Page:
On Conversations and Collaboration

Seb Paquet and I were chatting on the phone last Friday, and the conversation turned to Old Boy Networks. In particular, Seb noted that it wasn’t enough to eliminate barriers to conversation or collaboration. You need to catalyze it. The oft-noted Echo Chamber nature of the blogosphere is Exhibit A in this regard. Despite the lack of technical barriers, people tend not to interact with people of different background and views.    (JJM)

This issue became the theme of the day for me. Later that afternoon, I met Nancy White for the first time, who was in town for Blogher. She was ecstatic about the expected turnout, explaining that the conference had attracted all sorts of new faces, traditionally invisible folks — mostly women, of course — on the ground doing great stuff and writing great things. Nancy, Mary Hodder, and others have been vocal about the sameness of attendees and speakers on the conference circuit, and Blogher was in many ways a reaction to that. I’m sorrry I missed it. What began as a casual conversation between Nancy, Beverly Trayner, and myself grew quite large and energetic, as random folks — Mary, Danah Boyd, Elana Centor, and several others — saw us at our table and joined the discussion. It killed me to break up that conversation, but we all had other meetings we had to go to.    (JJN)

I ended my day in Campbell for SocialWave‘s one-year anniversary celebration. Sheldon Chang, SocialWave‘s driving force, has evolved the business in much the same way that I’ve evolved Blue Oxen Associates — learning by doing and refining the strategy over time. What began as a general desire to counter the Bowling Alone effect in regional communities is now focused more on bringing community back to city downtowns. I really like this strategy, and I really like how effective SocialWave has been with its flagship community, Campbell. The party was a manifestation of that. Several local stores sponsored the party, which was held in Campbell‘s beautiful downtown in conjunction with the weekly summer outdoor movie series (which has its own wonderful grassroots origins). Of course, SocialWave members — who span the entire demographic — were out in force, both as volunteers and as party-goers.    (JJO)

I congratulated Sheldon on what he had accomplished so far, and — as it had throughout the day — the discussion turned to catalyzing conversations and collaboration. In a small downtown, the barriers to interaction are low in theory. People are physically near each other, and there seems to be big incentives to collaborate with each other, as all of these stores share goals and concerns. But in reality, it doesn’t always happen on its own. Campbell, like many of the downtowns here in the Bay Area, has had its share of economic troubles, and yet, most people have dealt with those in isolation. Sheldon noted that several store owners weren’t even aware of what stores were around the corner.    (JJP)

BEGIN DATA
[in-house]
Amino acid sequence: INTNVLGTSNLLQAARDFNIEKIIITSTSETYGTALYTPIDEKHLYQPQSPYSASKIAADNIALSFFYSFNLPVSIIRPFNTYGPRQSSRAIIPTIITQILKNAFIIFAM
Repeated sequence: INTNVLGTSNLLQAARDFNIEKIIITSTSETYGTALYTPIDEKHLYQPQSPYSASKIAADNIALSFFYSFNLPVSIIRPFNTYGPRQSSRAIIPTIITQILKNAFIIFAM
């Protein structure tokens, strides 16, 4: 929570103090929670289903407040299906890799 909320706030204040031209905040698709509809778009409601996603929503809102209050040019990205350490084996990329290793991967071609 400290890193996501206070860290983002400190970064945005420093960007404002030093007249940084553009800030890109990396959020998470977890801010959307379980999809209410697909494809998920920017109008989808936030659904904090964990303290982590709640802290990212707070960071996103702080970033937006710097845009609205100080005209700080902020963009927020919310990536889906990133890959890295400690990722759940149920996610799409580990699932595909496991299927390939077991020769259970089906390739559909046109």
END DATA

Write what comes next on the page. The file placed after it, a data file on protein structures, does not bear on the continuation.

In reality, collaboration rarely just happens. Someone has to catalyze it. This can happen from both the top and the bottom, but it almost always happens. This holds triply true when it comes to collaboration between diverse groups. If we truly want to work with people different from ourselves, we have to work proactively to bring those people together. This doesn’t happen often enough. It’s hard, but the benefits are significant.    (JJQ)

Sheldon Chang’s SocialWave Blog

Sheldon Chang, a member of our Collaboration Collaboratory, recently announced a new blog: SocialWeaver: Building Real Communities Online. Sheldon has a startup called SocialWave that builds online communities as a way to strengthen communities within neighborhoods. He’s thought quite a bit about community-building in general and has a lot of interesting things to say, which is why I’m very glad to see him join the blogosphere.    (W1)

In his first post, “A Real Model for the Virtual Community,” Sheldon suggests that people must feel comfortable to build their online identities in order for an online community to be successful. This requirement prevents effective online communities from truly scaling.    (W2)

Sheldon’s blog entry generated some discussion in the collaboratory. John Sechrest discussed latent energy in forums, emphasizing the role that lurkers play in the effectiveness of an online community. He also posed and elaborated a theory of group size: The maximum size of a manageable community is 256 people. (Ross Mayfield described a more scientific theory of group size, based on Robin Dunbar’s research, at his talk last November.)    (W3)